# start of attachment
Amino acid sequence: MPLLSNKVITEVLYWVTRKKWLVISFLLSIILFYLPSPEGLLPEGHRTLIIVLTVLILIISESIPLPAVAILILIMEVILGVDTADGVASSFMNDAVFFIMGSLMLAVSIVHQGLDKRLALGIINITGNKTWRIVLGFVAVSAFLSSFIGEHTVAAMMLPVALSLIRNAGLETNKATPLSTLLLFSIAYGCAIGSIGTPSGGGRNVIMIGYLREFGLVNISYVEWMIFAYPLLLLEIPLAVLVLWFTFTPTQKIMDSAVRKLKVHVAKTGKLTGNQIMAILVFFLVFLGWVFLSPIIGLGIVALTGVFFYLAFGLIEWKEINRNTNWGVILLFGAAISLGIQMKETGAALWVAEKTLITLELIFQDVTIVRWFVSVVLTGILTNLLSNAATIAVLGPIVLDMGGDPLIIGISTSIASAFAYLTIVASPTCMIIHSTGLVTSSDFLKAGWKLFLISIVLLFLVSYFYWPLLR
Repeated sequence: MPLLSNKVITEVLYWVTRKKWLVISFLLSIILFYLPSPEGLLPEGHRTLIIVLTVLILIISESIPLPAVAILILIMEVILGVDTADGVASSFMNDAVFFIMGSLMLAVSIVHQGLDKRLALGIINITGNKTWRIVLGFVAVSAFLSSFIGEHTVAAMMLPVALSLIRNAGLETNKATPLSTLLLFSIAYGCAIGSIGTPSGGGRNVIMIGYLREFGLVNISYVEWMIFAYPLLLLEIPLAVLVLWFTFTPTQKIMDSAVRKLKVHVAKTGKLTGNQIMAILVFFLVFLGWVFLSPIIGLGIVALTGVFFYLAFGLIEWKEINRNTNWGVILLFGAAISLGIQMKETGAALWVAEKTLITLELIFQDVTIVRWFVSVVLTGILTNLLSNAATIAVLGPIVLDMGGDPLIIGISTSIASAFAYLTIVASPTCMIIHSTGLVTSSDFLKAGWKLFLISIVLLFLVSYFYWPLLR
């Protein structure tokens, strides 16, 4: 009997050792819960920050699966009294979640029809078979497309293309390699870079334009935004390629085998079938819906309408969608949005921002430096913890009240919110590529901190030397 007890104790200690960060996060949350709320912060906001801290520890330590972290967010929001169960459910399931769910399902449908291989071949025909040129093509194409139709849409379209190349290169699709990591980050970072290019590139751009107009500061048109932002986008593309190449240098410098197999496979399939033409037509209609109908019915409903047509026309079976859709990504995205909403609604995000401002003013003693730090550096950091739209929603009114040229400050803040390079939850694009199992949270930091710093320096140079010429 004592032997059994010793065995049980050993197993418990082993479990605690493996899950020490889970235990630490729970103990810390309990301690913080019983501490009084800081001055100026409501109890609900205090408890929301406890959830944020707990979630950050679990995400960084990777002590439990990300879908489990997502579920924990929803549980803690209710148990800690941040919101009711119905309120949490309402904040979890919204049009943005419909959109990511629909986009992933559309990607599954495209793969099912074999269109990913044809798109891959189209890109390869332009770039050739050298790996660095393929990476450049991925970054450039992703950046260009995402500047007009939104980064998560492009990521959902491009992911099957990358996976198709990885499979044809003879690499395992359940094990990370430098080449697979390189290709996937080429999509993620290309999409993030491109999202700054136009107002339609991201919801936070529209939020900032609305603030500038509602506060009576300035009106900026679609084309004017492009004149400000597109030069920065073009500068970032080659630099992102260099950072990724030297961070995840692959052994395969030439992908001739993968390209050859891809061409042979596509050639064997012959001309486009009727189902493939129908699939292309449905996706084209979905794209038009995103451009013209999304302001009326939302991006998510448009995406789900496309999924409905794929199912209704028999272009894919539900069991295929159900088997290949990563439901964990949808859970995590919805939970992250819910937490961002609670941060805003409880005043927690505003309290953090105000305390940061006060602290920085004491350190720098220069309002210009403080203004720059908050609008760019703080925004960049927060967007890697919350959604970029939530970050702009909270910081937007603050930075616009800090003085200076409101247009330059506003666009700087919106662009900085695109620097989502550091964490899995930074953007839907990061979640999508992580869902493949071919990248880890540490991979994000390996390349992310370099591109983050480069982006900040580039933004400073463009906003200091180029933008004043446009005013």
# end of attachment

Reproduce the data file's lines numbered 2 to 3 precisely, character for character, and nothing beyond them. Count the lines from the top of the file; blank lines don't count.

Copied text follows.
Repeated sequence: MPLLSNKVITEVLYWVTRKKWLVISFLLSIILFYLPSPEGLLPEGHRTLIIVLTVLILIISESIPLPAVAILILIMEVILGVDTADGVASSFMNDAVFFIMGSLMLAVSIVHQGLDKRLALGIINITGNKTWRIVLGFVAVSAFLSSFIGEHTVAAMMLPVALSLIRNAGLETNKATPLSTLLLFSIAYGCAIGSIGTPSGGGRNVIMIGYLREFGLVNISYVEWMIFAYPLLLLEIPLAVLVLWFTFTPTQKIMDSAVRKLKVHVAKTGKLTGNQIMAILVFFLVFLGWVFLSPIIGLGIVALTGVFFYLAFGLIEWKEINRNTNWGVILLFGAAISLGIQMKETGAALWVAEKTLITLELIFQDVTIVRWFVSVVLTGILTNLLSNAATIAVLGPIVLDMGGDPLIIGISTSIASAFAYLTIVASPTCMIIHSTGLVTSSDFLKAGWKLFLISIVLLFLVSYFYWPLLR
């Protein structure tokens, strides 16, 4: 009997050792819960920050699966009294979640029809078979497309293309390699870079334009935004390629085998079938819906309408969608949005921002430096913890009240919110590529901190030397 007890104790200690960060996060949350709320912060906001801290520890330590972290967010929001169960459910399931769910399902449908291989071949025909040129093509194409139709849409379209190349290169699709990591980050970072290019590139751009107009500061048109932002986008593309190449240098410098197999496979399939033409037509209609109908019915409903047509026309079976859709990504995205909403609604995000401002003013003693730090550096950091739209929603009114040229400050803040390079939850694009199992949270930091710093320096140079010429 004592032997059994010793065995049980050993197993418990082993479990605690493996899950020490889970235990630490729970103990810390309990301690913080019983501490009084800081001055100026409501109890609900205090408890929301406890959830944020707990979630950050679990995400960084990777002590439990990300879908489990997502579920924990929803549980803690209710148990800690941040919101009711119905309120949490309402904040979890919204049009943005419909959109990511629909986009992933559309990607599954495209793969099912074999269109990913044809798109891959189209890109390869332009770039050739050298790996660095393929990476450049991925970054450039992703950046260009995402500047007009939104980064998560492009990521959902491009992911099957990358996976198709990885499979044809003879690499395992359940094990990370430098080449697979390189290709996937080429999509993620290309999409993030491109999202700054136009107002339609991201919801936070529209939020900032609305603030500038509602506060009576300035009106900026679609084309004017492009004149400000597109030069920065073009500068970032080659630099992102260099950072990724030297961070995840692959052994395969030439992908001739993968390209050859891809061409042979596509050639064997012959001309486009009727189902493939129908699939292309449905996706084209979905794209038009995103451009013209999304302001009326939302991006998510448009995406789900496309999924409905794929199912209704028999272009894919539900069991295929159900088997290949990563439901964990949808859970995590919805939970992250819910937490961002609670941060805003409880005043927690505003309290953090105000305390940061006060602290920085004491350190720098220069309002210009403080203004720059908050609008760019703080925004960049927060967007890697919350959604970029939530970050702009909270910081937007603050930075616009800090003085200076409101247009330059506003666009700087919106662009900085695109620097989502550091964490899995930074953007839907990061979640999508992580869902493949071919990248880890540490991979994000390996390349992310370099591109983050480069982006900040580039933004400073463009906003200091180029933008004043446009005013």